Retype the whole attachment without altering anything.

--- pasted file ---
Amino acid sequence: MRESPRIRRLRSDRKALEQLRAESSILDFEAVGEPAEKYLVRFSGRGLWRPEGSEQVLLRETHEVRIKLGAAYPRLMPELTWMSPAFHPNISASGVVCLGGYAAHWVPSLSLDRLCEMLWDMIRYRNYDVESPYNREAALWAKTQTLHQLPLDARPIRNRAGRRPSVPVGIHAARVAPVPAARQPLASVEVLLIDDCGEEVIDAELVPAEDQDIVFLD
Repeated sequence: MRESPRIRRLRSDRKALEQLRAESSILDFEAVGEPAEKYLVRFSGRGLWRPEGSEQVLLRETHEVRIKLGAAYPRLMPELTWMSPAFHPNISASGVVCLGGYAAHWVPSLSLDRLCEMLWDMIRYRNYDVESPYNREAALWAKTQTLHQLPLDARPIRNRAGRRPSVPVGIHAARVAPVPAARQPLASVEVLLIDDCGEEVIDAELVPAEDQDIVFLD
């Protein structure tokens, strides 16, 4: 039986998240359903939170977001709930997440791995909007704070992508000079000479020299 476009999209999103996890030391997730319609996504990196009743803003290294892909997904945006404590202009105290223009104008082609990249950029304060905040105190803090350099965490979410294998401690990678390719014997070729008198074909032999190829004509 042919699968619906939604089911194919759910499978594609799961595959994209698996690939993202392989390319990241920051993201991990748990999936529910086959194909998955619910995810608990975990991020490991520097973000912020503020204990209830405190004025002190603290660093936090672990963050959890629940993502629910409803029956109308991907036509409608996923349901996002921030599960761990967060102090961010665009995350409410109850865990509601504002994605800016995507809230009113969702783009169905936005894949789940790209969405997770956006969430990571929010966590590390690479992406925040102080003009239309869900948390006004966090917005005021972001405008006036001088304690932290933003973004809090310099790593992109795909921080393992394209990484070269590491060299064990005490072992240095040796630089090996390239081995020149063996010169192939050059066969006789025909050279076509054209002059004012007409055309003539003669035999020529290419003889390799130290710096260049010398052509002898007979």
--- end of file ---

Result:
Amino acid sequence: MRESPRIRRLRSDRKALEQLRAESSILDFEAVGEPAEKYLVRFSGRGLWRPEGSEQVLLRETHEVRIKLGAAYPRLMPELTWMSPAFHPNISASGVVCLGGYAAHWVPSLSLDRLCEMLWDMIRYRNYDVESPYNREAALWAKTQTLHQLPLDARPIRNRAGRRPSVPVGIHAARVAPVPAARQPLASVEVLLIDDCGEEVIDAELVPAEDQDIVFLD
Repeated sequence: MRESPRIRRLRSDRKALEQLRAESSILDFEAVGEPAEKYLVRFSGRGLWRPEGSEQVLLRETHEVRIKLGAAYPRLMPELTWMSPAFHPNISASGVVCLGGYAAHWVPSLSLDRLCEMLWDMIRYRNYDVESPYNREAALWAKTQTLHQLPLDARPIRNRAGRRPSVPVGIHAARVAPVPAARQPLASVEVLLIDDCGEEVIDAELVPAEDQDIVFLD
């Protein structure tokens, strides 16, 4: 039986998240359903939170977001709930997440791995909007704070992508000079000479020299 476009999209999103996890030391997730319609996504990196009743803003290294892909997904945006404590202009105290223009104008082609990249950029304060905040105190803090350099965490979410294998401690990678390719014997070729008198074909032999190829004509 042919699968619906939604089911194919759910499978594609799961595959994209698996690939993202392989390319990241920051993201991990748990999936529910086959194909998955619910995810608990975990991020490991520097973000912020503020204990209830405190004025002190603290660093936090672990963050959890629940993502629910409803029956109308991907036509409608996923349901996002921030599960761990967060102090961010665009995350409410109850865990509601504002994605800016995507809230009113969702783009169905936005894949789940790209969405997770956006969430990571929010966590590390690479992406925040102080003009239309869900948390006004966090917005005021972001405008006036001088304690932290933003973004809090310099790593992109795909921080393992394209990484070269590491060299064990005490072992240095040796630089090996390239081995020149063996010169192939050059066969006789025909050279076509054209002059004012007409055309003539003669035999020529290419003889390799130290710096260049010398052509002898007979």